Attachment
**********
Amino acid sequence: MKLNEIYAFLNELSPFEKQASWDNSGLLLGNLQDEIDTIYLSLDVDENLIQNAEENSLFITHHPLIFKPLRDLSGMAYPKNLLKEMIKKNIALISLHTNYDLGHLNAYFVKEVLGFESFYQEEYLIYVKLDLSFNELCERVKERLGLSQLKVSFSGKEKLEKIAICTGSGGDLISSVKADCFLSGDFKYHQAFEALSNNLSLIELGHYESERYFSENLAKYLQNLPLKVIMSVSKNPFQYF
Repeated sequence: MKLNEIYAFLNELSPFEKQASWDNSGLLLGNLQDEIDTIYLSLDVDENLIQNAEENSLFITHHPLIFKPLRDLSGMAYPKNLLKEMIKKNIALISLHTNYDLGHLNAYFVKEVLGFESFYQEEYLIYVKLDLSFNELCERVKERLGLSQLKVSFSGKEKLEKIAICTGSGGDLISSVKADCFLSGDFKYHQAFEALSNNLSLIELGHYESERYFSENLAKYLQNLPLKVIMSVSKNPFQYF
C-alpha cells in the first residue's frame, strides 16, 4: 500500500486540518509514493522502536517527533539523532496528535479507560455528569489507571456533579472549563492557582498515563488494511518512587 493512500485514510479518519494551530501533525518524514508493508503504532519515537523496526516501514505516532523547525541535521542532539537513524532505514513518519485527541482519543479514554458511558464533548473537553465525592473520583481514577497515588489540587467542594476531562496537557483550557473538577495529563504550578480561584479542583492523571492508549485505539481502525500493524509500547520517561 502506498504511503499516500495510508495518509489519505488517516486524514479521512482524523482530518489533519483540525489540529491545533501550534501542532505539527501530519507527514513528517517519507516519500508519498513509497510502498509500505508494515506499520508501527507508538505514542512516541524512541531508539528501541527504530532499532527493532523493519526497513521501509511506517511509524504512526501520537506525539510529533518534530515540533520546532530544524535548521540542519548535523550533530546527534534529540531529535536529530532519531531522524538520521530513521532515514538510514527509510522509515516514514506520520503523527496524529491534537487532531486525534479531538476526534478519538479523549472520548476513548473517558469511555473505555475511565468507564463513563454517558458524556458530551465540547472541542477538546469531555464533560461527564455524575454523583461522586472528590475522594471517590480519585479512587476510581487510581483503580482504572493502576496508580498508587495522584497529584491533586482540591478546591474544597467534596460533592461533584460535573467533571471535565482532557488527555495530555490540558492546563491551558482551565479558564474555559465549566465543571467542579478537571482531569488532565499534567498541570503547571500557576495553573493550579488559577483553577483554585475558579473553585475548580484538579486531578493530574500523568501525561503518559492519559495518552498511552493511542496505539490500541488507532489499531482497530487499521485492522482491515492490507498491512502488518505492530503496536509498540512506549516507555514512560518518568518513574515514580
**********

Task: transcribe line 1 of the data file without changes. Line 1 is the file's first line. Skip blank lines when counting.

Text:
Amino acid sequence: MKLNEIYAFLNELSPFEKQASWDNSGLLLGNLQDEIDTIYLSLDVDENLIQNAEENSLFITHHPLIFKPLRDLSGMAYPKNLLKEMIKKNIALISLHTNYDLGHLNAYFVKEVLGFESFYQEEYLIYVKLDLSFNELCERVKERLGLSQLKVSFSGKEKLEKIAICTGSGGDLISSVKADCFLSGDFKYHQAFEALSNNLSLIELGHYESERYFSENLAKYLQNLPLKVIMSVSKNPFQYF